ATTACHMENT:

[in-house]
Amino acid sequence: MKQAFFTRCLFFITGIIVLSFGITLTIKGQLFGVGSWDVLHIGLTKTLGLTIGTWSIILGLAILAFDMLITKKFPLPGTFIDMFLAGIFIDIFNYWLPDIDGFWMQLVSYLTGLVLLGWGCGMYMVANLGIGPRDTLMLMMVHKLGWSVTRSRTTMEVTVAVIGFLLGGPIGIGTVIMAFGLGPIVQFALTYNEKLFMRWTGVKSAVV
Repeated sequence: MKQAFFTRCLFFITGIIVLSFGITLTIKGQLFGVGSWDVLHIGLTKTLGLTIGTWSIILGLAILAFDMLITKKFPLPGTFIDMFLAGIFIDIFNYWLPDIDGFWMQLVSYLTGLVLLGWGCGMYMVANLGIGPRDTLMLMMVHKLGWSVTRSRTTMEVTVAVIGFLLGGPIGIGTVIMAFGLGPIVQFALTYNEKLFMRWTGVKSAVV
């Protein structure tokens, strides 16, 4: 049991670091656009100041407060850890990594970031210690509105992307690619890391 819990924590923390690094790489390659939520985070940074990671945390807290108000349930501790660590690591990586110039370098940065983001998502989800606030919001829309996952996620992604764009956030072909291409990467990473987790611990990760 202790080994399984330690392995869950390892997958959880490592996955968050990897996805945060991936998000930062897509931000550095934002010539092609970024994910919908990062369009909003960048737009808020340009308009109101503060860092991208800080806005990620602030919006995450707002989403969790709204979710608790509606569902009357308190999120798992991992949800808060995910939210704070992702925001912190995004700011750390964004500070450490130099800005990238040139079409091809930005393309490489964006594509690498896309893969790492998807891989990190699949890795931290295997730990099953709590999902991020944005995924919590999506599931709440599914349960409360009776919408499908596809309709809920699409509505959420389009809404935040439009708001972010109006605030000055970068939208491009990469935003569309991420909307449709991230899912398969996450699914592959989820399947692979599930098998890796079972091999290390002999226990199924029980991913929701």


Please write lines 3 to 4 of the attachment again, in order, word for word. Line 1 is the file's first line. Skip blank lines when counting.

Repeated sequence: MKQAFFTRCLFFITGIIVLSFGITLTIKGQLFGVGSWDVLHIGLTKTLGLTIGTWSIILGLAILAFDMLITKKFPLPGTFIDMFLAGIFIDIFNYWLPDIDGFWMQLVSYLTGLVLLGWGCGMYMVANLGIGPRDTLMLMMVHKLGWSVTRSRTTMEVTVAVIGFLLGGPIGIGTVIMAFGLGPIVQFALTYNEKLFMRWTGVKSAVV
């Protein structure tokens, strides 16, 4: 049991670091656009100041407060850890990594970031210690509105992307690619890391 819990924590923390690094790489390659939520985070940074990671945390807290108000349930501790660590690591990586110039370098940065983001998502989800606030919001829309996952996620992604764009956030072909291409990467990473987790611990990760 202790080994399984330690392995869950390892997958959880490592996955968050990897996805945060991936998000930062897509931000550095934002010539092609970024994910919908990062369009909003960048737009808020340009308009109101503060860092991208800080806005990620602030919006995450707002989403969790709204979710608790509606569902009357308190999120798992991992949800808060995910939210704070992702925001912190995004700011750390964004500070450490130099800005990238040139079409091809930005393309490489964006594509690498896309893969790492998807891989990190699949890795931290295997730990099953709590999902991020944005995924919590999506599931709440599914349960409360009776919408499908596809309709809920699409509505959420389009809404935040439009708001972010109006605030000055970068939208491009990469935003569309991420909307449709991230899912398969996450699914592959989820399947692979599930098998890796079972091999290390002999226990199924029980991913929701």